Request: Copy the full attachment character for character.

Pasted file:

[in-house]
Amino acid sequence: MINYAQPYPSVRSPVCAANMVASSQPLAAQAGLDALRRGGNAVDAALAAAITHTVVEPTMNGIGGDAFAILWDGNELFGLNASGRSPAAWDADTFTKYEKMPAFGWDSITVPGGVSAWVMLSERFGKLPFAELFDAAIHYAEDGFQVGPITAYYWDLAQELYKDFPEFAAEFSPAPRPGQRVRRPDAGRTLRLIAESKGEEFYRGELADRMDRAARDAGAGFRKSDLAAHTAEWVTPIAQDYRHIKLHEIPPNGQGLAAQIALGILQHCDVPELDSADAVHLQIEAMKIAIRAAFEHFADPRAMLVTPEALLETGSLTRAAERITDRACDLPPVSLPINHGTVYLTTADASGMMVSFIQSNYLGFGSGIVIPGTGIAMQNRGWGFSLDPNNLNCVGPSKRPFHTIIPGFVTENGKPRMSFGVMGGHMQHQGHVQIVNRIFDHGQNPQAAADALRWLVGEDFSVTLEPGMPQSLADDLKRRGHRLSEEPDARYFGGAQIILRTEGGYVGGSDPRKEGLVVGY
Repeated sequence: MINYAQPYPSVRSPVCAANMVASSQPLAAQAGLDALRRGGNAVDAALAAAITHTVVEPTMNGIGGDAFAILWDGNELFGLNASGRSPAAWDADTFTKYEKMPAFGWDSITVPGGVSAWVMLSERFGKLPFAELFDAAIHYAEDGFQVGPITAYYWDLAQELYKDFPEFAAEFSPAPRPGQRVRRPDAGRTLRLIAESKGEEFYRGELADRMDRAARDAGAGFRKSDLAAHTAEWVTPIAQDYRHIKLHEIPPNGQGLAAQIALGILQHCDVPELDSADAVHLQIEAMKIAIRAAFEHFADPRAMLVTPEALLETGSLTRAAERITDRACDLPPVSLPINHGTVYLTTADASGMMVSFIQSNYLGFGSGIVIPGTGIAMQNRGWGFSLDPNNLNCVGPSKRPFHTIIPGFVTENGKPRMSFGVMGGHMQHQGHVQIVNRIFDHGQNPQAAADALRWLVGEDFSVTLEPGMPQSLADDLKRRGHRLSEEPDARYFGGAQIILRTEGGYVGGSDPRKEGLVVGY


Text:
[in-house]
Amino acid sequence: MINYAQPYPSVRSPVCAANMVASSQPLAAQAGLDALRRGGNAVDAALAAAITHTVVEPTMNGIGGDAFAILWDGNELFGLNASGRSPAAWDADTFTKYEKMPAFGWDSITVPGGVSAWVMLSERFGKLPFAELFDAAIHYAEDGFQVGPITAYYWDLAQELYKDFPEFAAEFSPAPRPGQRVRRPDAGRTLRLIAESKGEEFYRGELADRMDRAARDAGAGFRKSDLAAHTAEWVTPIAQDYRHIKLHEIPPNGQGLAAQIALGILQHCDVPELDSADAVHLQIEAMKIAIRAAFEHFADPRAMLVTPEALLETGSLTRAAERITDRACDLPPVSLPINHGTVYLTTADASGMMVSFIQSNYLGFGSGIVIPGTGIAMQNRGWGFSLDPNNLNCVGPSKRPFHTIIPGFVTENGKPRMSFGVMGGHMQHQGHVQIVNRIFDHGQNPQAAADALRWLVGEDFSVTLEPGMPQSLADDLKRRGHRLSEEPDARYFGGAQIILRTEGGYVGGSDPRKEGLVVGY
Repeated sequence: MINYAQPYPSVRSPVCAANMVASSQPLAAQAGLDALRRGGNAVDAALAAAITHTVVEPTMNGIGGDAFAILWDGNELFGLNASGRSPAAWDADTFTKYEKMPAFGWDSITVPGGVSAWVMLSERFGKLPFAELFDAAIHYAEDGFQVGPITAYYWDLAQELYKDFPEFAAEFSPAPRPGQRVRRPDAGRTLRLIAESKGEEFYRGELADRMDRAARDAGAGFRKSDLAAHTAEWVTPIAQDYRHIKLHEIPPNGQGLAAQIALGILQHCDVPELDSADAVHLQIEAMKIAIRAAFEHFADPRAMLVTPEALLETGSLTRAAERITDRACDLPPVSLPINHGTVYLTTADASGMMVSFIQSNYLGFGSGIVIPGTGIAMQNRGWGFSLDPNNLNCVGPSKRPFHTIIPGFVTENGKPRMSFGVMGGHMQHQGHVQIVNRIFDHGQNPQAAADALRWLVGEDFSVTLEPGMPQSLADDLKRRGHRLSEEPDARYFGGAQIILRTEGGYVGGSDPRKEGLVVGY